Condition B is met for those members that do not have a "significant influence" over the affairs of the LLP. Accordingly, any member that does have a significant influence will fail Condition B and so cannot be taxed as a salaried member.
The legislation itself does not define what is (or is not) a significant influence, so again the HMRC technical note is important in understanding how HMRC intends to apply the rules. Broadly, the test is intended to exclude those members that have a "real say" in the LLP "on the basis of a realistic view of the facts".
In practice, it is unlikely Condition B will have much relevance for professional service and other LLPs that have delegated their management to a committee or particular member (for example, a corporate member established to exercise management functions). If the key management powers have been delegated, then the person (or persons) holding the management powers will fail Condition B, whilst all other members will likely satisfy Condition B. Further, the "realistic view of the facts" application of the test leaves scope for interpretation and as such makes Condition B difficult to apply compared to the other conditions.
Condition B will be of more relevance to smaller LLPs, where members that received a disguised salary also have significant influence over the running of the business.
Condition C – contribution to the LLP
Condition C seeks to exclude those members who have contributed such capital to the LLP as to have a genuine exposure to the success of the business. A member will meet Condition C if their capital contribution to the LLP is less than 25% of their disguised salary (if any). Accordingly, provided an individual member contributes capital equal to at least 25% of their disguised salary, they will fail Condition C and so cannot be taxed as a salaried member.
The mechanical nature of Condition C means that (when compared to Condition B) it is a much clearer condition to "fail" and thereby avoid individual members being taxed as employees. As such, it is expected that LLPs wanting to remunerate their members with fixed amounts, but avoid them being taxed as employees, will seek to fail Condition C through their members introducing sufficient capital to the LLP.
Given that the policy objective of the salaried member rules is to ensure that individuals who are, effectively, employees of an LLP are taxed as employees, Condition C is arguably inconsistent. However, whilst Condition C provides a form of escape route from salaried member status, the intention is that Condition C will only be "failed" if the member is genuinely exposed, through the member's capital contribution, to the success or failure of the LLP.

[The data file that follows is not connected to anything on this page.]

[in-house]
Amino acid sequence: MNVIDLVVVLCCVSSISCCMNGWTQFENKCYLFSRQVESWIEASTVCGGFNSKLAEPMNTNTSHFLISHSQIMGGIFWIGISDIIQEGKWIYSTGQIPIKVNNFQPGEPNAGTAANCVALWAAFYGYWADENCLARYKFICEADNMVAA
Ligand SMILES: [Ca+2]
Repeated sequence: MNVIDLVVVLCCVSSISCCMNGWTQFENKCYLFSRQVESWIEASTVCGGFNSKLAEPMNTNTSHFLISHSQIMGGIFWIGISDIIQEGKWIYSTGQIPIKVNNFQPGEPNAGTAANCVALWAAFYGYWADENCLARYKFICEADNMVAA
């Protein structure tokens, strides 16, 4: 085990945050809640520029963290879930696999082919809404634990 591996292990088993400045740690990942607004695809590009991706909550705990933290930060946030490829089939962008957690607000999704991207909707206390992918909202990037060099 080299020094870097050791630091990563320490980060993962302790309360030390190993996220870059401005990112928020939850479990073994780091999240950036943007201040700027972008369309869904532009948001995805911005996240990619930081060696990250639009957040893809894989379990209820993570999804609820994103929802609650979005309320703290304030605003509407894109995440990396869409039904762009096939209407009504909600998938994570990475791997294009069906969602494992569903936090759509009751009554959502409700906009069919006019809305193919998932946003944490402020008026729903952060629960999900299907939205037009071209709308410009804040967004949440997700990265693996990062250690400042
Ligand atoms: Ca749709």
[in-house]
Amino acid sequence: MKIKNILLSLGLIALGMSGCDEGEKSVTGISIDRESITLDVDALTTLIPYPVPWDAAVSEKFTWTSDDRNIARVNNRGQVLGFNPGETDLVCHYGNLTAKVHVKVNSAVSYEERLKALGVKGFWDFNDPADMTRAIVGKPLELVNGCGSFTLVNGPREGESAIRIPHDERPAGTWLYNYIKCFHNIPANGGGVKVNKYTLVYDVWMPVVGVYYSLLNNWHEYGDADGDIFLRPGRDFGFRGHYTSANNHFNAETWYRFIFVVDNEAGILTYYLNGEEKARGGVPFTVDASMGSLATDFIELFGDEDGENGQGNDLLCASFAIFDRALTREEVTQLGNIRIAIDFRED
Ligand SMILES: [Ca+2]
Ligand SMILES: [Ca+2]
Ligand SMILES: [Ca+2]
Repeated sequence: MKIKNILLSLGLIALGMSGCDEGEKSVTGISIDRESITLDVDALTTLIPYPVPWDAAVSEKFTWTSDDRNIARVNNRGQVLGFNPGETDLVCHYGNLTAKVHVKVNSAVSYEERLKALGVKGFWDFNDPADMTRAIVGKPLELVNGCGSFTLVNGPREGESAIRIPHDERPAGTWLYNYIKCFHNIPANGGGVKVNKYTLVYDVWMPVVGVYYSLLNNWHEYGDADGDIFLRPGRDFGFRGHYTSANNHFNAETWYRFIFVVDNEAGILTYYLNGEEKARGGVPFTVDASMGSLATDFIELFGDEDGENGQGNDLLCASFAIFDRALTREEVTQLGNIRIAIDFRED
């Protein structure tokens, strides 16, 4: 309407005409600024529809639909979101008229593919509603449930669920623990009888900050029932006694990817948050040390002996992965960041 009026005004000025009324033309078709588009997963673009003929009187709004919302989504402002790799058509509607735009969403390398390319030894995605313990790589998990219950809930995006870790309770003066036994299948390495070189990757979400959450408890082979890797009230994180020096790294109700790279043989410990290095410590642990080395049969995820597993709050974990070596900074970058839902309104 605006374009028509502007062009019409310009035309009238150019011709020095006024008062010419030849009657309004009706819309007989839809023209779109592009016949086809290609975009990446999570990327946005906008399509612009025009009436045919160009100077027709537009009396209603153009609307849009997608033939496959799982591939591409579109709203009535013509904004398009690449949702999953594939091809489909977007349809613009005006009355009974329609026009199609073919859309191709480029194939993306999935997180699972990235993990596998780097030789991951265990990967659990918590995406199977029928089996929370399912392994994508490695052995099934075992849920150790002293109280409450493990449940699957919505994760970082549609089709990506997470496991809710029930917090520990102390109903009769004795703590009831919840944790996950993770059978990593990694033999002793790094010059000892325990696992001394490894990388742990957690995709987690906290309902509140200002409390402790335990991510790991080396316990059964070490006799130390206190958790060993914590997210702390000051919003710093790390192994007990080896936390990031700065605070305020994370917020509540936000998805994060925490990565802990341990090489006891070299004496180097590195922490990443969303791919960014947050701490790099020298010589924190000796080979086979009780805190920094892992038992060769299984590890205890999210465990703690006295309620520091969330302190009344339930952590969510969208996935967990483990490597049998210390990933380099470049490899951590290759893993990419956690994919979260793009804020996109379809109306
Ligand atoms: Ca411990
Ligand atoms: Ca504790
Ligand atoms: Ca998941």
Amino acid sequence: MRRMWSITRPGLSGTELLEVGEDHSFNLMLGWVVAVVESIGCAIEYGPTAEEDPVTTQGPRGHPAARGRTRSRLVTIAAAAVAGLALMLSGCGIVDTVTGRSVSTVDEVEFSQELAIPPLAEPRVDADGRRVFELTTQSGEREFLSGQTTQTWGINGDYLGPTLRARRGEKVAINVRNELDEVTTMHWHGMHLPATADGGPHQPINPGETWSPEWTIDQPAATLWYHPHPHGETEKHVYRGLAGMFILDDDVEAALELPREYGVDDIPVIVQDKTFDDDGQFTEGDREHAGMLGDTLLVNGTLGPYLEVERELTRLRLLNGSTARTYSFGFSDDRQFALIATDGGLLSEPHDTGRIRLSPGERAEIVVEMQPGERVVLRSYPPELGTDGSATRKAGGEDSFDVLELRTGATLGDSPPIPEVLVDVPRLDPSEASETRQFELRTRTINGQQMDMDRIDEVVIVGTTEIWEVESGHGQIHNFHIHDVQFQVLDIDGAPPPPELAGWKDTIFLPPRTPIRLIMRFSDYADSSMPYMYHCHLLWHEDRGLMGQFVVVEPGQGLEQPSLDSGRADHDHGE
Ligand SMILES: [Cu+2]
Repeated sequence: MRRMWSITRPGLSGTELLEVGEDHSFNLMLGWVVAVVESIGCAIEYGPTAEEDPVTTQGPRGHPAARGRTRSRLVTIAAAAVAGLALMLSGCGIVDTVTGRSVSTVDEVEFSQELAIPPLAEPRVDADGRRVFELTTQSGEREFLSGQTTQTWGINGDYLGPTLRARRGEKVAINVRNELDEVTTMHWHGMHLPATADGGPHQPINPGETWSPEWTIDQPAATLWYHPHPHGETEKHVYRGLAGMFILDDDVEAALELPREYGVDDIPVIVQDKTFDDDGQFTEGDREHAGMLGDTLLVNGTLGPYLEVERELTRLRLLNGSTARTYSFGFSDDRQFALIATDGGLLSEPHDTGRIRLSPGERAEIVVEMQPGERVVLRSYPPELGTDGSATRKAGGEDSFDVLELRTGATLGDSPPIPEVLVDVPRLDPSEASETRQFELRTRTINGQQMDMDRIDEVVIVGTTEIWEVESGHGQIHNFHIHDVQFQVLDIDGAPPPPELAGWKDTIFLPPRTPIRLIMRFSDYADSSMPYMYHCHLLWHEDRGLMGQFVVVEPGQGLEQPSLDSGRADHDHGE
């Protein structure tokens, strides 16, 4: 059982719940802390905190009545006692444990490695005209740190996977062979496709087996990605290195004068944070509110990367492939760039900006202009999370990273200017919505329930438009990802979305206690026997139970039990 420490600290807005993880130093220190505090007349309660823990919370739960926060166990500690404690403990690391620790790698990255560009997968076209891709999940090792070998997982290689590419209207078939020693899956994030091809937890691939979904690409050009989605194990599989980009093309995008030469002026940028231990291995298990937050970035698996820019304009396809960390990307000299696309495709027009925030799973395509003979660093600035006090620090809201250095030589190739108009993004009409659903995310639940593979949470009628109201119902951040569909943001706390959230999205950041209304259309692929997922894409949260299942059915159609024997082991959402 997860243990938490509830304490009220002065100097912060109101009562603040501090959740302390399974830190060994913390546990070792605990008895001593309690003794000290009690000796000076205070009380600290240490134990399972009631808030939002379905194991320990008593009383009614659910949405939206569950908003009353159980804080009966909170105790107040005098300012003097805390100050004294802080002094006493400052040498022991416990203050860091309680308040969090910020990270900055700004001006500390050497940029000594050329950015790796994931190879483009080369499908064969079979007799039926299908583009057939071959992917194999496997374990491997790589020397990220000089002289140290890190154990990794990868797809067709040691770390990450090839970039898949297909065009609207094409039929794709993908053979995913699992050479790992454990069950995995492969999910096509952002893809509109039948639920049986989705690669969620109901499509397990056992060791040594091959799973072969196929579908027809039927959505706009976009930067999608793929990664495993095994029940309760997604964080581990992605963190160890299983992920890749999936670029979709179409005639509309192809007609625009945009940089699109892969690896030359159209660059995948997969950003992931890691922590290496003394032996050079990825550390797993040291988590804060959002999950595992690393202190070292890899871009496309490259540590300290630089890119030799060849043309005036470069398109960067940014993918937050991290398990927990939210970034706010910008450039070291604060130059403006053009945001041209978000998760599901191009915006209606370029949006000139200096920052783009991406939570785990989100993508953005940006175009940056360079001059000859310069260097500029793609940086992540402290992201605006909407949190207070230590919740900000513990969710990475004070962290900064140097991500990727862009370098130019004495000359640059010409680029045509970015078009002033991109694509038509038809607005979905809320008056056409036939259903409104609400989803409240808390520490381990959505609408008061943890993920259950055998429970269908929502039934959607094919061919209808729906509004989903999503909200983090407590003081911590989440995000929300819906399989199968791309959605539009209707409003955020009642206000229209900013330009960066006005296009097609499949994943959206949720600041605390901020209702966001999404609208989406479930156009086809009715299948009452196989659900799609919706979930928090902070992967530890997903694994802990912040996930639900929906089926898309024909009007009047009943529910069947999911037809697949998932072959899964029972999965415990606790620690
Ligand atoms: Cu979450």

In this regard, the salaried member rules also contain an anti-avoidance provision which disregards arrangements the main purpose (or one of the main purposes) of which is to avoid salaried member status. The HMRC technical note contains guidance on the interaction between the anti-avoidance provision and arrangements whereby members obtain financing to make a capital contribution to their LLP (which is common in practice). Broadly, provided an individual member incurs a genuine debt to make a genuine capital contribution to the LLP, it appears unlikely that HMRC would seek to apply the anti-avoidance provision. Moreover, the legislation provided a grace period for members to obtain finance to make their capital contributions, provided they had given an undertaking to do so by the time the new legislation became effective.
Although the overall test for salaried member status is whether an individual meets all three conditions, it can be helpful to think of Condition A as the starting point to catch members who are effectively paid as employees, with Conditions B and C being the means to avoid salaried member status (i.e. even if the majority of a member's remuneration is disguised salary, the member would not be taxed as an employee if he or she has significant influence or they have contributed sufficient capital).
In practice, Condition B may be harder to fail and it is expected that those members who do have significant influence will likely derive most of their remuneration through profit share (and so fail Condition A) in any event. Condition C, in comparison, provides a clearer mechanism for members that otherwise meet Conditions A and B to avoid salaried member status, provided that a genuine capital contribution is made by the member.
It is important that all LLPs, whether LLPs in existence at 6 April 2014 and those established in the future, fully consider the salaried member rules to ensure individual members are correctly taxed.